While health was part of diplomacy for the Westphalian State, it was only so during moments of agreed cross-border sharing of ideas or outbreak control. By 2013 health has become a thoroughly integrated element of overall diplomatic efforts in most of the powerful States, with the United States, in particular, incorporating health-related programming into the daily duty charts of its entire Ambassadorial corps, worldwide. Within the UN system diplomatic efforts now include noncommunicable diseases like cancer and diabetes, as well as a call for universal health coverage.
The concept is still evolving: “health diplomacy” remains an awkward theme, lacking global consensus in both definition and implementation. All global health practitioners and observers are struggling with the political and economic sides of the diplomacy equation, while political leaders remain flummoxed regarding “health” and governments’ obligations to the well-being of their own citizenries, much less humanity, planet-wide.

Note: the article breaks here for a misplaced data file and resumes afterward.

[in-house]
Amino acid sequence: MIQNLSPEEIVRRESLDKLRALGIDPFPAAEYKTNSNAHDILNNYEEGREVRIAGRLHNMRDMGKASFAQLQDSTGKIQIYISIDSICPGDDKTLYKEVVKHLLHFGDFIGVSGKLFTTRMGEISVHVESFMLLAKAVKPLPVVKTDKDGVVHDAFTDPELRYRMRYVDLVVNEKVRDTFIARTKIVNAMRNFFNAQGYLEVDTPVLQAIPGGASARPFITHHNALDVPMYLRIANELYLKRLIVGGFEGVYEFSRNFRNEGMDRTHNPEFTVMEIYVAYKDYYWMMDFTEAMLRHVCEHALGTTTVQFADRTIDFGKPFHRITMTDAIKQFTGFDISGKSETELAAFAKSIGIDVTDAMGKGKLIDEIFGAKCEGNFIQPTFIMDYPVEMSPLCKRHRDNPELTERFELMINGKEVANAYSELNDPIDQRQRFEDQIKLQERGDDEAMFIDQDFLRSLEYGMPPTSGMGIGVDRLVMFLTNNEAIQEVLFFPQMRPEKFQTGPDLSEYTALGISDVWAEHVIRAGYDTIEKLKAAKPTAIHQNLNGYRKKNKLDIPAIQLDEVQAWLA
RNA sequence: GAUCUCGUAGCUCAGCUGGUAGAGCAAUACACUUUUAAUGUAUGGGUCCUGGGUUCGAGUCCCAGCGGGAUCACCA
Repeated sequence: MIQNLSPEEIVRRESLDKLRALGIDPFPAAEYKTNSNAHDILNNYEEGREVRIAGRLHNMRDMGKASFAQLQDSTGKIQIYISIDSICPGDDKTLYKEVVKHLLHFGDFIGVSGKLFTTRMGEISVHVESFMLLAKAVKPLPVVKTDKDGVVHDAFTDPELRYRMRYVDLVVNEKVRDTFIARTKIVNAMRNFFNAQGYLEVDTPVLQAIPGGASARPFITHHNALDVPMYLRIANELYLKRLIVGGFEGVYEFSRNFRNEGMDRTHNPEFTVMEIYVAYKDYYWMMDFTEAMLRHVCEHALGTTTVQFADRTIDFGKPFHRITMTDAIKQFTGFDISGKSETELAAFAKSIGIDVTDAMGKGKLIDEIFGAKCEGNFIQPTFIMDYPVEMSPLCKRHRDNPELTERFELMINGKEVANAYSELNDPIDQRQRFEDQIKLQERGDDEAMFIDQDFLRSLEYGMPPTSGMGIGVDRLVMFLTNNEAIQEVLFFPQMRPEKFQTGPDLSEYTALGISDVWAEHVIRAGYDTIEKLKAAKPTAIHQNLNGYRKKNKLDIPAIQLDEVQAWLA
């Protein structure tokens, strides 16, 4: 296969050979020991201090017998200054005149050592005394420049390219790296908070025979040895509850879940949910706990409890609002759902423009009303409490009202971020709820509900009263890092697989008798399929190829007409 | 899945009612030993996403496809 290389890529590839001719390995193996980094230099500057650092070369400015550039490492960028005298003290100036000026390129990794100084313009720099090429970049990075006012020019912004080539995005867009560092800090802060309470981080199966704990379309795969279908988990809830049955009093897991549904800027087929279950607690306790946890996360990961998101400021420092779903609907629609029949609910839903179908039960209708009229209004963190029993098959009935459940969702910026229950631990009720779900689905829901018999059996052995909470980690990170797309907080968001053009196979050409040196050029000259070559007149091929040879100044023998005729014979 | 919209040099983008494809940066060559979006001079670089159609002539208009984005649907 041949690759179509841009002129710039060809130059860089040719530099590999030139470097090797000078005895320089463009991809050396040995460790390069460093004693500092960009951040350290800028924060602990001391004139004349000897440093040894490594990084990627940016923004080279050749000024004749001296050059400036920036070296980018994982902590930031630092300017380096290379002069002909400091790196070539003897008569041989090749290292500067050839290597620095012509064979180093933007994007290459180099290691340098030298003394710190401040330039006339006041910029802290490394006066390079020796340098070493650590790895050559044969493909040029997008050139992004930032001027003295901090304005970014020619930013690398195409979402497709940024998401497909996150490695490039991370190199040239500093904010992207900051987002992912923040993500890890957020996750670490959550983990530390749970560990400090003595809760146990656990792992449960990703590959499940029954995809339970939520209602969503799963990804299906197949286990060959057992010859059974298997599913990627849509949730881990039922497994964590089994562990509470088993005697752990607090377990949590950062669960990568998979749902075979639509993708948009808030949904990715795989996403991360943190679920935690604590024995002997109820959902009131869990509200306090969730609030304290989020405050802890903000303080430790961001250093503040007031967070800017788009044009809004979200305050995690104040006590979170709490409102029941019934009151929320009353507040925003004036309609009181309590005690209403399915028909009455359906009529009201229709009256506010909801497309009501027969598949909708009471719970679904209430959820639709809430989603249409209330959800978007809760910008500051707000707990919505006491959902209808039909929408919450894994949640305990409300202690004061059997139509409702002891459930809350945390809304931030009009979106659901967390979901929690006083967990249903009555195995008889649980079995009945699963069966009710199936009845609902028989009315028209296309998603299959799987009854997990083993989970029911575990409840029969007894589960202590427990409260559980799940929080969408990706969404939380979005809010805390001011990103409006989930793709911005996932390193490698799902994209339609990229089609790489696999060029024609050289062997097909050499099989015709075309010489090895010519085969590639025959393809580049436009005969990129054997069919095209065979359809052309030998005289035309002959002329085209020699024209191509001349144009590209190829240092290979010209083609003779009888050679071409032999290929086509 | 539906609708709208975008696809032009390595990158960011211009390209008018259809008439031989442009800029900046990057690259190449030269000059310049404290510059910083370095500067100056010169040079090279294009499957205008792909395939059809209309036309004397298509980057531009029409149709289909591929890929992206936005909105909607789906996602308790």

Novotny and Kickbusch’s compendium of essays helps a great deal. While in the end it poses many questions and leaves the reader still wondering what, precisely, “health diplomacy” may be, the book reveals the facets of debate, and evolving thinking. I very much doubt we will reach any consensus on the boundaries and implementation of “global diplomacy” during my lifetime, but this book will help sort out many of the issues, and guide the debate.
[World Scientific Press 2013]